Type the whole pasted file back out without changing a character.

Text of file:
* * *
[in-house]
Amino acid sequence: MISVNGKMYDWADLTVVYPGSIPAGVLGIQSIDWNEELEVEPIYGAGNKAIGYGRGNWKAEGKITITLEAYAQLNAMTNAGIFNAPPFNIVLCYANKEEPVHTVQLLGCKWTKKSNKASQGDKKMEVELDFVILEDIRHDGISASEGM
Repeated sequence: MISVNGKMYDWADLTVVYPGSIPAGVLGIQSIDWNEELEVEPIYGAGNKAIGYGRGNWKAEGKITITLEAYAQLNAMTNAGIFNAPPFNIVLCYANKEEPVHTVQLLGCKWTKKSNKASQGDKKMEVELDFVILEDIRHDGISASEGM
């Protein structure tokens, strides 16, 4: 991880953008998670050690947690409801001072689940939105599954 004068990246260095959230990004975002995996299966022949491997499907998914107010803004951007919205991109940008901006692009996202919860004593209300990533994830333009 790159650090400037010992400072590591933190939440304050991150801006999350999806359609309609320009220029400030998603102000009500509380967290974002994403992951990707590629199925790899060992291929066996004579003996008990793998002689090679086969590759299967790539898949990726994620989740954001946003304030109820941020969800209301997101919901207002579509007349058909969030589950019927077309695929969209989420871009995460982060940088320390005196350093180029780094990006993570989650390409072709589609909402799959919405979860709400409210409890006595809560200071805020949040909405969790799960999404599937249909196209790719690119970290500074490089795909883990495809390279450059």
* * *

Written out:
[in-house]
Amino acid sequence: MISVNGKMYDWADLTVVYPGSIPAGVLGIQSIDWNEELEVEPIYGAGNKAIGYGRGNWKAEGKITITLEAYAQLNAMTNAGIFNAPPFNIVLCYANKEEPVHTVQLLGCKWTKKSNKASQGDKKMEVELDFVILEDIRHDGISASEGM
Repeated sequence: MISVNGKMYDWADLTVVYPGSIPAGVLGIQSIDWNEELEVEPIYGAGNKAIGYGRGNWKAEGKITITLEAYAQLNAMTNAGIFNAPPFNIVLCYANKEEPVHTVQLLGCKWTKKSNKASQGDKKMEVELDFVILEDIRHDGISASEGM
């Protein structure tokens, strides 16, 4: 991880953008998670050690947690409801001072689940939105599954 004068990246260095959230990004975002995996299966022949491997499907998914107010803004951007919205991109940008901006692009996202919860004593209300990533994830333009 790159650090400037010992400072590591933190939440304050991150801006999350999806359609309609320009220029400030998603102000009500509380967290974002994403992951990707590629199925790899060992291929066996004579003996008990793998002689090679086969590759299967790539898949990726994620989740954001946003304030109820941020969800209301997101919901207002579509007349058909969030589950019927077309695929969209989420871009995460982060940088320390005196350093180029780094990006993570989650390409072709589609909402799959919405979860709400409210409890006595809560200071805020949040909405969790799960999404599937249909196209790719690119970290500074490089795909883990495809390279450059």